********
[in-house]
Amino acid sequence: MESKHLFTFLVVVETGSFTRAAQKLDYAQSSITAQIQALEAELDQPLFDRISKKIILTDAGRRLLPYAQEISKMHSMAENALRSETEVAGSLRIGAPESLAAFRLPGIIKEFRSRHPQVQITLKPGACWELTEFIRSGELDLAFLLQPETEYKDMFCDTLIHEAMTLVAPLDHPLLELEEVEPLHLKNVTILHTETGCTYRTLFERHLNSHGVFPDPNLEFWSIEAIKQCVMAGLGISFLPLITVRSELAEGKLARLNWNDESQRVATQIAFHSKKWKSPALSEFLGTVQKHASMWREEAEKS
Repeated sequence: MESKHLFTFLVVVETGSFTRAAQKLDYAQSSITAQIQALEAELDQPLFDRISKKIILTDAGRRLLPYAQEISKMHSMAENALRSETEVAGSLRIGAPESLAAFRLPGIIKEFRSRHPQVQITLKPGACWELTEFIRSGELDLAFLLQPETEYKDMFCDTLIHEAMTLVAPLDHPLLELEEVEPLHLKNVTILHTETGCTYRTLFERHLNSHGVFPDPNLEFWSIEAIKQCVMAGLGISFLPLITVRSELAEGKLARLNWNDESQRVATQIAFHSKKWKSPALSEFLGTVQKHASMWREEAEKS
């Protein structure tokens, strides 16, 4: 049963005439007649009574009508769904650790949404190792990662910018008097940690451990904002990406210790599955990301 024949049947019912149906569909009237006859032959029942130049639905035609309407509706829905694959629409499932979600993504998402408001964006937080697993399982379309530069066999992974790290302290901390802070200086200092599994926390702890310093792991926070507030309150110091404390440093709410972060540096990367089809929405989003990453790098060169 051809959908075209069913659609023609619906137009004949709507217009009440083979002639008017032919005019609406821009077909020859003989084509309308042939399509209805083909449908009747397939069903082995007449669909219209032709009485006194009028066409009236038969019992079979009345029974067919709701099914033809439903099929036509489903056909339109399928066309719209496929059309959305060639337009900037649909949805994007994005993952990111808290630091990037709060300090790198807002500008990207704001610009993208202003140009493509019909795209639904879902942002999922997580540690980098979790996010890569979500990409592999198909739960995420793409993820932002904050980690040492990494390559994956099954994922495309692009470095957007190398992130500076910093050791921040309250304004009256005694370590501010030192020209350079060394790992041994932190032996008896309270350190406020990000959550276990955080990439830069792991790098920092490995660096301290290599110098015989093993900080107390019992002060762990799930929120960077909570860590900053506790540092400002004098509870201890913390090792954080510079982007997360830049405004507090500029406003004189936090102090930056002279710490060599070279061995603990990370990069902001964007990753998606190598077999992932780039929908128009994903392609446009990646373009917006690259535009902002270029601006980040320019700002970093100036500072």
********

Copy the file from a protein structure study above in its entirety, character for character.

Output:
[in-house]
Amino acid sequence: MESKHLFTFLVVVETGSFTRAAQKLDYAQSSITAQIQALEAELDQPLFDRISKKIILTDAGRRLLPYAQEISKMHSMAENALRSETEVAGSLRIGAPESLAAFRLPGIIKEFRSRHPQVQITLKPGACWELTEFIRSGELDLAFLLQPETEYKDMFCDTLIHEAMTLVAPLDHPLLELEEVEPLHLKNVTILHTETGCTYRTLFERHLNSHGVFPDPNLEFWSIEAIKQCVMAGLGISFLPLITVRSELAEGKLARLNWNDESQRVATQIAFHSKKWKSPALSEFLGTVQKHASMWREEAEKS
Repeated sequence: MESKHLFTFLVVVETGSFTRAAQKLDYAQSSITAQIQALEAELDQPLFDRISKKIILTDAGRRLLPYAQEISKMHSMAENALRSETEVAGSLRIGAPESLAAFRLPGIIKEFRSRHPQVQITLKPGACWELTEFIRSGELDLAFLLQPETEYKDMFCDTLIHEAMTLVAPLDHPLLELEEVEPLHLKNVTILHTETGCTYRTLFERHLNSHGVFPDPNLEFWSIEAIKQCVMAGLGISFLPLITVRSELAEGKLARLNWNDESQRVATQIAFHSKKWKSPALSEFLGTVQKHASMWREEAEKS
């Protein structure tokens, strides 16, 4: 049963005439007649009574009508769904650790949404190792990662910018008097940690451990904002990406210790599955990301 024949049947019912149906569909009237006859032959029942130049639905035609309407509706829905694959629409499932979600993504998402408001964006937080697993399982379309530069066999992974790290302290901390802070200086200092599994926390702890310093792991926070507030309150110091404390440093709410972060540096990367089809929405989003990453790098060169 051809959908075209069913659609023609619906137009004949709507217009009440083979002639008017032919005019609406821009077909020859003989084509309308042939399509209805083909449908009747397939069903082995007449669909219209032709009485006194009028066409009236038969019992079979009345029974067919709701099914033809439903099929036509489903056909339109399928066309719209496929059309959305060639337009900037649909949805994007994005993952990111808290630091990037709060300090790198807002500008990207704001610009993208202003140009493509019909795209639904879902942002999922997580540690980098979790996010890569979500990409592999198909739960995420793409993820932002904050980690040492990494390559994956099954994922495309692009470095957007190398992130500076910093050791921040309250304004009256005694370590501010030192020209350079060394790992041994932190032996008896309270350190406020990000959550276990955080990439830069792991790098920092490995660096301290290599110098015989093993900080107390019992002060762990799930929120960077909570860590900053506790540092400002004098509870201890913390090792954080510079982007997360830049405004507090500029406003004189936090102090930056002279710490060599070279061995603990990370990069902001964007990753998606190598077999992932780039929908128009994903392609446009990646373009917006690259535009902002270029601006980040320019700002970093100036500072």